Ticketmaster Summer in Stages

The Last Straw

Conceived and devised by the company
The People Show
Ovalhouse

Fiona Creese and Gareth Brierley Credit: Zadoc Nava.
Gareth Brierley Credit: Zadoc Nava.
Fiona Creese and Gareth Brierley Credit: Zadoc Nava.

The People Show 130 brings us a man (Gareth Brierley) and a woman (Fiona Creese) talking for sixty minutes in their intensely abstract performance The Last Straw.

Some things about the piece can be described. The set consists of a square performance space with what look like floodlights standing in each corner. In the centre of the space stands a door along with its frame. This is opened once during the show.

The floor is strewn with white straw. Extra straw is stacked up in a metal container at one side of the stage. Towards the back there is a small cage, never used in the show but perhaps a clue to the set’s meaning.

Perhaps the two people are talking in the equivalent of a squirrel’s cage, where the animal runs in a wheel that always keeps it in the same place.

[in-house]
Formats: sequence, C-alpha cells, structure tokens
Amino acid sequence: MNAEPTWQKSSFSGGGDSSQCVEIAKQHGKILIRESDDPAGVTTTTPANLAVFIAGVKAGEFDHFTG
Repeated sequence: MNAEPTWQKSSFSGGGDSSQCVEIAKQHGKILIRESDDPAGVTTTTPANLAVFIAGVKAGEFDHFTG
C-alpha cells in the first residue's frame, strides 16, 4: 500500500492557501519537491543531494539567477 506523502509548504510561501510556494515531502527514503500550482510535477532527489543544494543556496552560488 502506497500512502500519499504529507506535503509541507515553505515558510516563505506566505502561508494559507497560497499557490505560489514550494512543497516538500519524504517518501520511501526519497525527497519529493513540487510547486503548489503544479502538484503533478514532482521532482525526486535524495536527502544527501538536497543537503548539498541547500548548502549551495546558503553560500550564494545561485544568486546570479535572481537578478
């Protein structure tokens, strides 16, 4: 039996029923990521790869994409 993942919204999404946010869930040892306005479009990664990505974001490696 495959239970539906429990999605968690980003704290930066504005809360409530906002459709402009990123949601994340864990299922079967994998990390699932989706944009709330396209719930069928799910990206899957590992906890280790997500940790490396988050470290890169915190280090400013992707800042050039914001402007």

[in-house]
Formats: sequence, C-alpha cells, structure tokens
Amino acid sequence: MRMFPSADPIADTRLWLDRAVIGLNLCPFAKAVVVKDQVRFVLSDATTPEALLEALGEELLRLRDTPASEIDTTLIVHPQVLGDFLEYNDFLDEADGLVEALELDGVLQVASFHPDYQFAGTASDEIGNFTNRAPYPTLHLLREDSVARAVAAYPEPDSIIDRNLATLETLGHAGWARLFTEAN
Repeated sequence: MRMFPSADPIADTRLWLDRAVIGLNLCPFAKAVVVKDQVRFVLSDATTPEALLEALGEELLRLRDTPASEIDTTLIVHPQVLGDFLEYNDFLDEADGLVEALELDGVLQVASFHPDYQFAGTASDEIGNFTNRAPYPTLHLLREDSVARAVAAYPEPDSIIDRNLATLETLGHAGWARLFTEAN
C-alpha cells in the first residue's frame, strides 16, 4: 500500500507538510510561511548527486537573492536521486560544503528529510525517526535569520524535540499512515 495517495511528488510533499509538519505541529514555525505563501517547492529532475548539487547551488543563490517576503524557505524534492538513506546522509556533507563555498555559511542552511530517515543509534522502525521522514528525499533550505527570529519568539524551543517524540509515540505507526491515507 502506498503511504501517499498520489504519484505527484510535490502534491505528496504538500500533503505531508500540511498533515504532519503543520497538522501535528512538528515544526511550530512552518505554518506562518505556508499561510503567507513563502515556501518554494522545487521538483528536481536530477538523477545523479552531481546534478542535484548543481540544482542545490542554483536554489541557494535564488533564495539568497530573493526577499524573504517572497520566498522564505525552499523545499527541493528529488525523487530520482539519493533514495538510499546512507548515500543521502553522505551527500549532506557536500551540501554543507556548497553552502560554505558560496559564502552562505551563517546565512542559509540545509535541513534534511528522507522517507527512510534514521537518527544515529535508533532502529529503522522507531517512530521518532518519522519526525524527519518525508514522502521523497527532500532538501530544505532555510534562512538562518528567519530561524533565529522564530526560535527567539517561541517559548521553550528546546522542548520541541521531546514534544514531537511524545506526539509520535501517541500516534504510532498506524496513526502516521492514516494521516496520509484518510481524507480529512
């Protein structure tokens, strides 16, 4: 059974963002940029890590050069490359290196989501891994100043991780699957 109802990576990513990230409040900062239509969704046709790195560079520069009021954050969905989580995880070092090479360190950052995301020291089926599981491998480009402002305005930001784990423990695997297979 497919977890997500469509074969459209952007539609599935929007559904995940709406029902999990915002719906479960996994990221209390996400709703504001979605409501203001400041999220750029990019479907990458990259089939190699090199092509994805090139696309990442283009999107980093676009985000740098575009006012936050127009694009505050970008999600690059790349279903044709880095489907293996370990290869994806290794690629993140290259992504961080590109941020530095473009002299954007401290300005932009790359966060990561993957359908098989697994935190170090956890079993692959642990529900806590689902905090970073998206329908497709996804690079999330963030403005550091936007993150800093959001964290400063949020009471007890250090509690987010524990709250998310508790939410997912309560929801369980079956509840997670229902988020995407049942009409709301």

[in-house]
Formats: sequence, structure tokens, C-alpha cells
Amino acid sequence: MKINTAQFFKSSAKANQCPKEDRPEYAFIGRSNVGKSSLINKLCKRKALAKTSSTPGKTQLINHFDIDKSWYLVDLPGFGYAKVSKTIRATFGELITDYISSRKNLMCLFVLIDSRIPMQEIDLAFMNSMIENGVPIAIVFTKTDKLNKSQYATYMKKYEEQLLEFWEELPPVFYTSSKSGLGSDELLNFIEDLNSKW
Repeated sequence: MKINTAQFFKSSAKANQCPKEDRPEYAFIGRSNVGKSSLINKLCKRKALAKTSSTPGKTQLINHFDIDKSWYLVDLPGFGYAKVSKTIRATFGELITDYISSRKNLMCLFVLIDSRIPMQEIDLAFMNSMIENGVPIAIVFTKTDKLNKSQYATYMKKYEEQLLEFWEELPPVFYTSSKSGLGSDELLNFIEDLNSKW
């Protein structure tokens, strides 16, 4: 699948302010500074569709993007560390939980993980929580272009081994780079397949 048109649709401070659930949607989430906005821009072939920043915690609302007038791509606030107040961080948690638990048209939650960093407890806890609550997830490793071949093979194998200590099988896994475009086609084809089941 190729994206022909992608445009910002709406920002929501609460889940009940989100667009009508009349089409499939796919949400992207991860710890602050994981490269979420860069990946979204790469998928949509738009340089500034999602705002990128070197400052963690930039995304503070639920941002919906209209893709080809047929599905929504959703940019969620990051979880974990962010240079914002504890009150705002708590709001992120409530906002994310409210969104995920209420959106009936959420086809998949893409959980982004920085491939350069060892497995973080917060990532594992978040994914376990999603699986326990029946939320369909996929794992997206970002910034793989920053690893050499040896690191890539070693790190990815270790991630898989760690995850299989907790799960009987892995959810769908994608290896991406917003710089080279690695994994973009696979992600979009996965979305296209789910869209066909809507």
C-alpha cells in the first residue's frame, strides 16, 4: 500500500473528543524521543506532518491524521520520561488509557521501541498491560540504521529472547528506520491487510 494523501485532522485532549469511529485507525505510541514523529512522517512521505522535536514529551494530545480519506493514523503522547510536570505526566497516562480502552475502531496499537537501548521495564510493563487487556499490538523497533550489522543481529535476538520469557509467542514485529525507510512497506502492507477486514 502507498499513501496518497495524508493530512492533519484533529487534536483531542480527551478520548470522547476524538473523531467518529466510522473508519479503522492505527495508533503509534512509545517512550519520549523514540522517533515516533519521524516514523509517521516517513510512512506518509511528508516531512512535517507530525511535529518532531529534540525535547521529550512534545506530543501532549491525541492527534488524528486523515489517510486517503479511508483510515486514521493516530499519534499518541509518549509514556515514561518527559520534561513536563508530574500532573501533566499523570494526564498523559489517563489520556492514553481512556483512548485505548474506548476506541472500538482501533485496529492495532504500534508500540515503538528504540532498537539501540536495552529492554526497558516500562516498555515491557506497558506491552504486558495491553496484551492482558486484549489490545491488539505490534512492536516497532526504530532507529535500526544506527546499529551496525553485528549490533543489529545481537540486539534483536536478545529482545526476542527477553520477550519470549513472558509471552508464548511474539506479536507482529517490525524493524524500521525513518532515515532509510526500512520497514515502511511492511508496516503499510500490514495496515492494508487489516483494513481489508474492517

The couple do restlessly shift from one set of interactions to another, never getting anywhere. There is no clear narrative, no obvious development of either a plot or a relationship between the characters. There is simply a series of brief (occasionally evocative) dialogues. I say dialogue because they seem to be directed towards each other though mostly without the other responding as if they have heard what was said.

One sequence switches back and forth between a story told by the man and a very different one told by the woman. He tells of bears being elected to government by squirrels After a financial crises the bears declare martial law and become authoritarian.

She speaks about a lost parrot finally found dead and being picked over by seagulls. It is a story that upsets her so the man whispers a happier version which she happily repeats aloud.

There are moments in the show which are mildly amusing such as the point when the woman begins to converse with the man as if she was a call centre machine offering him a choice of options.

The low unsettling buzz in the background of this show occasionally grows so loud you can’t hear what is said. There was also a sudden incredibly loud fire alarm which had me wondering if I was expected to rush from the theatre.

Had I done so I am not convinced I would have missed anything. I yearned for a less abstract performance, a show that wasn’t simply lots of small stories, slight encounters and jokes thrown together to create something quite elusive.

Reviewer: Keith Mckenna